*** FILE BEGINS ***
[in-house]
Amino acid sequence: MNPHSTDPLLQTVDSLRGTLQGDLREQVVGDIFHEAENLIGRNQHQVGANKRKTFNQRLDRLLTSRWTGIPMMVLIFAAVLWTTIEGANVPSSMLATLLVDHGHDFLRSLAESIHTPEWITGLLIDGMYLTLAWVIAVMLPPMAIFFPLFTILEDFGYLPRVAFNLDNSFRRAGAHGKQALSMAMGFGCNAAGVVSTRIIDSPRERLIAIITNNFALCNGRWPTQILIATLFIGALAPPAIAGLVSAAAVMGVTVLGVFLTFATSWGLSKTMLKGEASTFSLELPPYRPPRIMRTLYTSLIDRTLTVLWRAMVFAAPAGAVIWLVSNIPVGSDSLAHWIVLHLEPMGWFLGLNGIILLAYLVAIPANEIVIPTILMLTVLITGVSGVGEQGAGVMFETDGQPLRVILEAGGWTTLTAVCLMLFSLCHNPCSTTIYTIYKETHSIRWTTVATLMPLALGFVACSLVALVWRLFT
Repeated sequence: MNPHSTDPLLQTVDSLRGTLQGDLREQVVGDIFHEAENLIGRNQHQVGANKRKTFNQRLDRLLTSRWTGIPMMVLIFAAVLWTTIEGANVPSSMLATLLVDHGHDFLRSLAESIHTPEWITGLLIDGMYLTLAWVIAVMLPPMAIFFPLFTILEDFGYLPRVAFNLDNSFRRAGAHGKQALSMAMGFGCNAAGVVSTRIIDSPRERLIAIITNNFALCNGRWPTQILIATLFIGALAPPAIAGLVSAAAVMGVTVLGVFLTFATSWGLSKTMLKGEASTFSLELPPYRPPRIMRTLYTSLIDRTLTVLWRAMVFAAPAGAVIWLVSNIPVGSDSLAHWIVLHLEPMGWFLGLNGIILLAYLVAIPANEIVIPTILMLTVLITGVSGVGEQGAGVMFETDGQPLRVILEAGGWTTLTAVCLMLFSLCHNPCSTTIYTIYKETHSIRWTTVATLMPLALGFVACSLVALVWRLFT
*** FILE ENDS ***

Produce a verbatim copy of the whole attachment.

[in-house]
Amino acid sequence: MNPHSTDPLLQTVDSLRGTLQGDLREQVVGDIFHEAENLIGRNQHQVGANKRKTFNQRLDRLLTSRWTGIPMMVLIFAAVLWTTIEGANVPSSMLATLLVDHGHDFLRSLAESIHTPEWITGLLIDGMYLTLAWVIAVMLPPMAIFFPLFTILEDFGYLPRVAFNLDNSFRRAGAHGKQALSMAMGFGCNAAGVVSTRIIDSPRERLIAIITNNFALCNGRWPTQILIATLFIGALAPPAIAGLVSAAAVMGVTVLGVFLTFATSWGLSKTMLKGEASTFSLELPPYRPPRIMRTLYTSLIDRTLTVLWRAMVFAAPAGAVIWLVSNIPVGSDSLAHWIVLHLEPMGWFLGLNGIILLAYLVAIPANEIVIPTILMLTVLITGVSGVGEQGAGVMFETDGQPLRVILEAGGWTTLTAVCLMLFSLCHNPCSTTIYTIYKETHSIRWTTVATLMPLALGFVACSLVALVWRLFT
Repeated sequence: MNPHSTDPLLQTVDSLRGTLQGDLREQVVGDIFHEAENLIGRNQHQVGANKRKTFNQRLDRLLTSRWTGIPMMVLIFAAVLWTTIEGANVPSSMLATLLVDHGHDFLRSLAESIHTPEWITGLLIDGMYLTLAWVIAVMLPPMAIFFPLFTILEDFGYLPRVAFNLDNSFRRAGAHGKQALSMAMGFGCNAAGVVSTRIIDSPRERLIAIITNNFALCNGRWPTQILIATLFIGALAPPAIAGLVSAAAVMGVTVLGVFLTFATSWGLSKTMLKGEASTFSLELPPYRPPRIMRTLYTSLIDRTLTVLWRAMVFAAPAGAVIWLVSNIPVGSDSLAHWIVLHLEPMGWFLGLNGIILLAYLVAIPANEIVIPTILMLTVLITGVSGVGEQGAGVMFETDGQPLRVILEAGGWTTLTAVCLMLFSLCHNPCSTTIYTIYKETHSIRWTTVATLMPLALGFVACSLVALVWRLFT